Hudson Woods - Where Design Meets Nature – Farm to tap, Arrowood brews from the ground up


After commissioning a delightful brown ale from Arrowood Farms Brewery for our October gathering, we decided to look a little closer at this exciting operation unfolding just a stone’s throw from Hudson Woods.

In 2012, Governor Cuomo enacted New Farmer’s Grant Fund to encourage small scale agribusiness in New York State. We are fortunate to have two 20-something neighbors take the Farm Brewing Law seriously and turn their passion for food, farming and brewing into a reality.” Blake Arrowood, 28 and Jake Meglio, 26 have leased a 10 acre farm in Accord, applied for their farm brewery license, and set out to create what Blake calls the “idea of a home brewers garden on a commercial scale.”

Last Spring they planted an acre of 7 kinds of hops that will have their first yield this Fall. Why hops first? Says Blake, “It’s a really wonderful perennial plant you put in the ground and it comes back every year for the next 25 or 30 years.” It is also the signature ingredient in a beer. When you smell a beer, when you taste a beer, it’s the aroma, it’s what really gets your senses going about beer.” The “hop yard” looks like a trellis system where the vine-like hops will grow to 18 feet tall on each individual “bine.” They will use the hops in their own recipes and also distribute to local nano and micro breweries.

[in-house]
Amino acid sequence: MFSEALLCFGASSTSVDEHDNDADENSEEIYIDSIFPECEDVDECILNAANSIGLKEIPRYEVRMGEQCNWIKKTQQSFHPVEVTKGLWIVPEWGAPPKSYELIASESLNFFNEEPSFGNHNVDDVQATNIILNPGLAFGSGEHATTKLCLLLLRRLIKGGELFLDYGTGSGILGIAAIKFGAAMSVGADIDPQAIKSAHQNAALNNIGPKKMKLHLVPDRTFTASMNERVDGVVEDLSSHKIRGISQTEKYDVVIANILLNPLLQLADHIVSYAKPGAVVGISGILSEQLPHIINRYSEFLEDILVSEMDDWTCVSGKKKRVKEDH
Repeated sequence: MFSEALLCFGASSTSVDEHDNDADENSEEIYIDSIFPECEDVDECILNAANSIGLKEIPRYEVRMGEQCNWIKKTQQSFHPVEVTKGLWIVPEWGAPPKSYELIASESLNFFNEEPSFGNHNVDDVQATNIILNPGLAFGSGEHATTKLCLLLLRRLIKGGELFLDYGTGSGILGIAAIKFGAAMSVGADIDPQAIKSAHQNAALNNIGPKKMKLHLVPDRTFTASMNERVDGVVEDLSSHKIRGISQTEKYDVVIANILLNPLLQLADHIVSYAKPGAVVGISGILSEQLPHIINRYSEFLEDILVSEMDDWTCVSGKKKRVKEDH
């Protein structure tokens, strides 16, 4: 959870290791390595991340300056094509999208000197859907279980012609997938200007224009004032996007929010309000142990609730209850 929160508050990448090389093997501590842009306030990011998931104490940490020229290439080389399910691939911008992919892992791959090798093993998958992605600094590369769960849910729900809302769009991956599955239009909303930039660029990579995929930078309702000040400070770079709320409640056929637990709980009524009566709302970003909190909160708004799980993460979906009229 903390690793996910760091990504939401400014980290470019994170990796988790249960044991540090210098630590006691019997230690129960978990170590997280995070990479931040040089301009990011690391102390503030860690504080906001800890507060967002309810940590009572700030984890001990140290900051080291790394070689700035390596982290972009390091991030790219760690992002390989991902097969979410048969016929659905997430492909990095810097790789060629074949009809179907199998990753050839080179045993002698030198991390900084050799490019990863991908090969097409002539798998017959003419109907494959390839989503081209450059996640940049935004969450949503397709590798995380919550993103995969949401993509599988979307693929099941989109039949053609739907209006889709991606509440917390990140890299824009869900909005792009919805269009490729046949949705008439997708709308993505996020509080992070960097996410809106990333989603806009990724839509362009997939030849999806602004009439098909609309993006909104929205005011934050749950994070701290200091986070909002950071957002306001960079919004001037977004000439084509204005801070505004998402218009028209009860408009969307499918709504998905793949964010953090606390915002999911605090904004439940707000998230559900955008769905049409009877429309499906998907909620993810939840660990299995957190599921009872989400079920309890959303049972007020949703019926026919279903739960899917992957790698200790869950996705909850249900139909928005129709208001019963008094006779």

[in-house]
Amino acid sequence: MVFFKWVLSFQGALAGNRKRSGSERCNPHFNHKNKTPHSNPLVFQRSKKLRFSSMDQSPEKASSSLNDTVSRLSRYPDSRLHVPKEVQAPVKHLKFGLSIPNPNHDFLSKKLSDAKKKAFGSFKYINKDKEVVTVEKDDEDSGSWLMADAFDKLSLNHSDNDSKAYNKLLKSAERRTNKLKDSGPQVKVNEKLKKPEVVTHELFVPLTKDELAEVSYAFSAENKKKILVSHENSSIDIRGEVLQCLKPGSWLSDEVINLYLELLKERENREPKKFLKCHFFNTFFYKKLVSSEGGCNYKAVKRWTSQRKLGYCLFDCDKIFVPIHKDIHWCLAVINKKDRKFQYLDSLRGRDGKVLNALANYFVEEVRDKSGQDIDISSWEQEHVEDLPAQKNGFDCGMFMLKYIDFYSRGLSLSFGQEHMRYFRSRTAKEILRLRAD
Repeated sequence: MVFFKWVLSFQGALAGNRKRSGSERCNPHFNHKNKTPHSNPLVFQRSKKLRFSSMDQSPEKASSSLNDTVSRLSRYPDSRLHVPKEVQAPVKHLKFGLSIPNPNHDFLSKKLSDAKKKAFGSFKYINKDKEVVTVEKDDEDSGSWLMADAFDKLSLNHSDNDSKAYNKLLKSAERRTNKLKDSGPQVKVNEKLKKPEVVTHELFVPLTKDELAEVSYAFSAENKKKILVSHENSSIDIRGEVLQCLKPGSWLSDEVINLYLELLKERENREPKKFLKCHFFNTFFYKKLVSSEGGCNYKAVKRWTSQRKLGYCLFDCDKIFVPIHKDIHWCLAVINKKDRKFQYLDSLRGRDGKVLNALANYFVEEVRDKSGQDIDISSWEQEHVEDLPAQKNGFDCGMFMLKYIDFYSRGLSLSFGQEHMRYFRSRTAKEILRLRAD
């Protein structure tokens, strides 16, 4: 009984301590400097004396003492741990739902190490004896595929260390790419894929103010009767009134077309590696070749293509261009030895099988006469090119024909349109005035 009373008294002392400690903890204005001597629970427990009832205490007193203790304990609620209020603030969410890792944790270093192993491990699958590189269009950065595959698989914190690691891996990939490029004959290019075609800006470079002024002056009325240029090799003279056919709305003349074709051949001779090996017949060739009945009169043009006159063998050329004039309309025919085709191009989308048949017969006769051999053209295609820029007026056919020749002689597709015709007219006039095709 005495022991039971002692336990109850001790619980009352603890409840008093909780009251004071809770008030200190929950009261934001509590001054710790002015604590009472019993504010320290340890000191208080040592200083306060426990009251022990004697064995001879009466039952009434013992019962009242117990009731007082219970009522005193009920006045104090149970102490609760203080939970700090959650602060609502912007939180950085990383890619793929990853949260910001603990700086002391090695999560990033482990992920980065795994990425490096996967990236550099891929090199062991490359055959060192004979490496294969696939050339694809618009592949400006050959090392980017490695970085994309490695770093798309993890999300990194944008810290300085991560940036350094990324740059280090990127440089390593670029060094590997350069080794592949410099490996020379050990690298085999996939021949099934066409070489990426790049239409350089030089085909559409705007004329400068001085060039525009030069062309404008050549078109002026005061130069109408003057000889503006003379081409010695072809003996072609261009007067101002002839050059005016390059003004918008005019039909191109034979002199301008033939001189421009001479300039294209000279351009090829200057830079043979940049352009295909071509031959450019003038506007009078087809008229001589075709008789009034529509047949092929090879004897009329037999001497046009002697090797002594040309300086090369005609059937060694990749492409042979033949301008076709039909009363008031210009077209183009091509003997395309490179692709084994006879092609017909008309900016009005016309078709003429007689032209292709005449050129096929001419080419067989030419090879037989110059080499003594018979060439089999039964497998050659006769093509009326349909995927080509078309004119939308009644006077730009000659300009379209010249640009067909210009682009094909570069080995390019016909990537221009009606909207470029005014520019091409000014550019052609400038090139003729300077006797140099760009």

Hailing from North Carolina, Blake’s grandfather was a farmer and he grew up next to a farm. His inclination towards farming grew serious when he was teaching English in South Korea, and led his students to create community gardens. “I think it was in my blood a bit.” His partner Jake was born and raised upstate and has a college background in chemistry and biology. An autodidact brewer, “he sort of transferred that knowledge into the chemistry of brewing. He’s an avid reader, and its coming together really through the opportunity to do it.”

And then, there’s the ducks. About 75 ducks of varied heritage breeds mill around a custom installed duck pond and retreat every night to a series of brightly colored coops. At 9 a.m every morning, the farmers collect the eggs and distribute them to the High Falls Co-op. Duck eggs are quite large and considered terrific for baking. Says Blake, “they are creamier, richer, higher in HDL (the good cholesterol) and in Omega 3’s.” Their favorite preparation though is steam fried. “Let it steam in the pan covered for a few minutes until you get this really thin layer over the yolk. Add salt, pepper, and you’re good”.

As soon as the winter allows, they plan on breaking ground on a new barn near the hop yard that will house a state of the art brewing systems, a tasting room and (why not?) an outdoor beer garden. They want to soft open by this Fall, says Blake, “we want to be a community farm” and an event space where on weekends “you can bring the kids too. It’s not just have a drink, that’s part of the reason we wanted animals. To share that with everybody.”

With Westwind Orchard and Hollander Farm as next door neighbors and collaborators, they will have built in traffic and become quite a destination. Asked what excites him about the Hudson Valley, Blake replies, “Oh man, everything. No, honestly everything. When I came here it was like open arms. I just feel lucky I found it. It’s just warm and welcoming. It can happen here.”